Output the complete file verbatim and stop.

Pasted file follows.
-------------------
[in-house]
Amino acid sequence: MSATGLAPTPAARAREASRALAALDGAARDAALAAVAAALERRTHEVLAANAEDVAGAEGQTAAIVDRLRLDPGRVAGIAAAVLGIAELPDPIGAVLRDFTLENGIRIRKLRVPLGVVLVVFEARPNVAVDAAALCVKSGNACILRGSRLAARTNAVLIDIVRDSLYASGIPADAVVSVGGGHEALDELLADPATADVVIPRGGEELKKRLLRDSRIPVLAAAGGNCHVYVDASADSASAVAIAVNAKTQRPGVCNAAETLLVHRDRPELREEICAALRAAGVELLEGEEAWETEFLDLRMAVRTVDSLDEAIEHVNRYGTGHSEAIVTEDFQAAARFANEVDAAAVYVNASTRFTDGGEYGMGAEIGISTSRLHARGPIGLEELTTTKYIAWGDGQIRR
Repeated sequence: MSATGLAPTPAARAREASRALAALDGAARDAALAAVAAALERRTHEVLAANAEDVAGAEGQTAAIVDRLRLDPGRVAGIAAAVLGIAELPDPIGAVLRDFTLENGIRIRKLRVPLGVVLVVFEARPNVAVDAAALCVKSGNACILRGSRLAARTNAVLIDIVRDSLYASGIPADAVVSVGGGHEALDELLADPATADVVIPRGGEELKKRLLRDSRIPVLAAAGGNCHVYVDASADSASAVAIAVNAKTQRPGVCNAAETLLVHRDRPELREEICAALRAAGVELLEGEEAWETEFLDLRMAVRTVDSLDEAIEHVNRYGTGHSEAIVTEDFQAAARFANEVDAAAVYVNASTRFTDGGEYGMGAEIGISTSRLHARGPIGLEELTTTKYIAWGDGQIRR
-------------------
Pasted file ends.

[in-house]
Amino acid sequence: MSATGLAPTPAARAREASRALAALDGAARDAALAAVAAALERRTHEVLAANAEDVAGAEGQTAAIVDRLRLDPGRVAGIAAAVLGIAELPDPIGAVLRDFTLENGIRIRKLRVPLGVVLVVFEARPNVAVDAAALCVKSGNACILRGSRLAARTNAVLIDIVRDSLYASGIPADAVVSVGGGHEALDELLADPATADVVIPRGGEELKKRLLRDSRIPVLAAAGGNCHVYVDASADSASAVAIAVNAKTQRPGVCNAAETLLVHRDRPELREEICAALRAAGVELLEGEEAWETEFLDLRMAVRTVDSLDEAIEHVNRYGTGHSEAIVTEDFQAAARFANEVDAAAVYVNASTRFTDGGEYGMGAEIGISTSRLHARGPIGLEELTTTKYIAWGDGQIRR
Repeated sequence: MSATGLAPTPAARAREASRALAALDGAARDAALAAVAAALERRTHEVLAANAEDVAGAEGQTAAIVDRLRLDPGRVAGIAAAVLGIAELPDPIGAVLRDFTLENGIRIRKLRVPLGVVLVVFEARPNVAVDAAALCVKSGNACILRGSRLAARTNAVLIDIVRDSLYASGIPADAVVSVGGGHEALDELLADPATADVVIPRGGEELKKRLLRDSRIPVLAAAGGNCHVYVDASADSASAVAIAVNAKTQRPGVCNAAETLLVHRDRPELREEICAALRAAGVELLEGEEAWETEFLDLRMAVRTVDSLDEAIEHVNRYGTGHSEAIVTEDFQAAARFANEVDAAAVYVNASTRFTDGGEYGMGAEIGISTSRLHARGPIGLEELTTTKYIAWGDGQIRR